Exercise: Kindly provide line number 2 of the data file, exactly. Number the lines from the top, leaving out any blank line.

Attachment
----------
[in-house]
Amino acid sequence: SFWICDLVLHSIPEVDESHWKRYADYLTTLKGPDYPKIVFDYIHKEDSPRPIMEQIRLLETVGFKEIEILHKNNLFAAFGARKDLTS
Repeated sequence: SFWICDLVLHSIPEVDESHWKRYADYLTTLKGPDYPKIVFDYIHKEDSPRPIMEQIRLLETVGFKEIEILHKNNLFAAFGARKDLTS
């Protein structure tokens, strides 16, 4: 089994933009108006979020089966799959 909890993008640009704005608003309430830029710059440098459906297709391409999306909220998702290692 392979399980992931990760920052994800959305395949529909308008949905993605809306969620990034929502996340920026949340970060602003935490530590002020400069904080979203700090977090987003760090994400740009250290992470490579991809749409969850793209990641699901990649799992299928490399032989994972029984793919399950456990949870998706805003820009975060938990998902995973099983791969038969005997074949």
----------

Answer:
Amino acid sequence: SFWICDLVLHSIPEVDESHWKRYADYLTTLKGPDYPKIVFDYIHKEDSPRPIMEQIRLLETVGFKEIEILHKNNLFAAFGARKDLTS